Then they are going to do everything. All these other members of the resistance access, to prevent that scenario from unfolding. We have seen how they intervened in Syria to prevent the fall of the Assad regime. Now in Syria, they were fighting militias. Here, they are fighting two mighty military machines, the Israeli military on one hand, and then the threat coming from the Americans on the other hand.

So they have to take that into consideration. But still, I still think there is a red line that if crossed by Israel and they determine it has been crossed, I think they are going to open a second front.

CHAKRABARTI: Okay. Randa, let me just ask you, we have 30 seconds before our first break. And if I missed this earlier, my apologies.

But how would you describe what that red line is?

SLIM: That red line is Hamas should not be eradicated, should not be officiated, and should be able to reconstitute itself as a government in Gaza.

Part II

CHAKRABARTI: Today, we're taking a very close look at the possibility of wider war in the Middle East. We're hearing talk of the opening, perhaps, of a second or third front in the Israel-Hamas war. The explosion at the al-Ahli Arab Hospital in Gaza caused outrage around much of the world by people who, were experienced by people who were convinced it was caused by an Israeli bomb, though Israel, Canada, France, and the United States all say the explosion was likely caused by a misfired rocket from inside of Gaza.

Nevertheless, protesters took to the streets in cities across the Middle East, including Jordan's capital of Amman.


CHAKRABARTI: So sounds from the streets of Amman in just one of the locations in many countries around Israel and Gaza that are feeling extremely heightened tensions at this moment. Randa Slim is with us. She's a senior fellow at the Middle East Institute. And Randa, I'm going to come back to you very quickly, but we have Ali Hashem in Lebanon back on the line with us.

Ali, my apologies for the technical difficulties, but I was going to ask you the question I asked Randa. I'd still like to hear your response, you being there, about how far do you think Hezbollah is willing to go in its current attacks on Israel? And Randa described that she believes Hezbollah does have a red line in terms of what would need to be crossed for it to engage in full scale battle with Israel.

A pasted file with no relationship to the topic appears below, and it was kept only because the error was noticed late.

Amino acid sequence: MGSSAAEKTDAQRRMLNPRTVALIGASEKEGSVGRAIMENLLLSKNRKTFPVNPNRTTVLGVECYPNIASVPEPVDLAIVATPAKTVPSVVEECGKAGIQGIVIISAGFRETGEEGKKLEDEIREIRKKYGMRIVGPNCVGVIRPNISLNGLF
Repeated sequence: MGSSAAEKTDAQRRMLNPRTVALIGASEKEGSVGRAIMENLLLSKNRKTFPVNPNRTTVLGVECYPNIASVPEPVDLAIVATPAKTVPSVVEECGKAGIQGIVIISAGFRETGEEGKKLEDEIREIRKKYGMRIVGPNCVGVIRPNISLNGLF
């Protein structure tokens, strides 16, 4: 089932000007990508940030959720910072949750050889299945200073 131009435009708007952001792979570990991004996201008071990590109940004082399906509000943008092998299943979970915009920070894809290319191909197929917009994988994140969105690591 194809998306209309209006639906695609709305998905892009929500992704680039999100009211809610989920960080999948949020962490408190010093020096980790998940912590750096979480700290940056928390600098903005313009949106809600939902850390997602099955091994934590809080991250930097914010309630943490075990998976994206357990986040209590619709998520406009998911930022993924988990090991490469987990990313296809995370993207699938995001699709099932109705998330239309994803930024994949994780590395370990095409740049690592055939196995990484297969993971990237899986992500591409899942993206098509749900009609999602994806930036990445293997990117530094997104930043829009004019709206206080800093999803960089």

And that red line being the attempted eradication of Hamas. What do you think?

HASHEM: I agree completely with Randa. Yes, there is a red line. And I think for now Hezbollah's move and the axis behind Hezbollah led by Iran, this is a tactical move with a strategic objective. The main objective here is to prevent Israel from annihilating Hamas.

This is the main issue, trying to distort or distract the Israeli military from one front. And creating a challenge on a threat on another front that's actually with the potential to become an A front if there is a war between Hezbollah and Israel. And at the same time another war on another front between Israel and Hamas. Then the A front will be in South Lebanon given the fact that Hezbollah is way stronger and with more capabilities and more possibility to inflict damage on Israel than Hamas.


HASHEM: So this is the main issue. Now how much Hezbollah wants to go deep into this conflict? This is a big question. Given the fact that the Lebanese situation is different, also we're dealing here with rational players. Hezbollah could be driven by ideology. But when it comes to situations like this, whether it's Hezbollah or Iran, and we saw how Iran dealt with the assassination of Qasem Soleimani.

Always pragmatic. And they would like to take approaches that are not suicidal. The only possibility that this could get bigger is that there'll be a threat on the existence of Hamas, because that would mean there'll be a momentum for Israel to end the front in Gaza.

And then concentrate and focus more and more on the front with Hezbollah, and then Hezbollah will be next.

CHAKRABARTI: Okay, Ali, can I just jump in here for a second and ask a very quick question? Because it seems as if I'm hearing you describe what in my mind seems to be something of a divergence.

Because, Hezbollah, as you said, may be driven by ideology, but is also, as you analyze it, a somewhat rational actor doesn't actually wish for its own annihilation. But as both you and Randa have described, there is this red line of, if Israel continues on its quest to obliterate Hamas, which by the way, Israel has not backed away from that language at all.

It does sound to me as if those two things are not compatible with each other because a ground war.

Does, at what time would Hezbollah wait to see this is an actual attempt to eradicate Hamas? It seems as if no time would be wasted on making that decision at all. So therefore, does it not seem that a second front could open up almost immediately, Ali?

HASHEM: We are already, there is already here a front. We can't say that this is not a front. This is a front. At the beginning, maybe the first few days, it was an operation zone. But right now, it's itself a side front. Now, how things could really roll and slide into the bigger conflict? It depends on how Hamas is going to act towards or react to the Israeli incursion or invasion.

Given the fact Hezbollah, Hamas, and all these groups are on very close coordination. They actually have a kind of an assessment of how much these groups are capable of resisting or of inflicting damage on Israel. We will, we can just go back as a reference to the 2006 war between Hezbollah and Israel.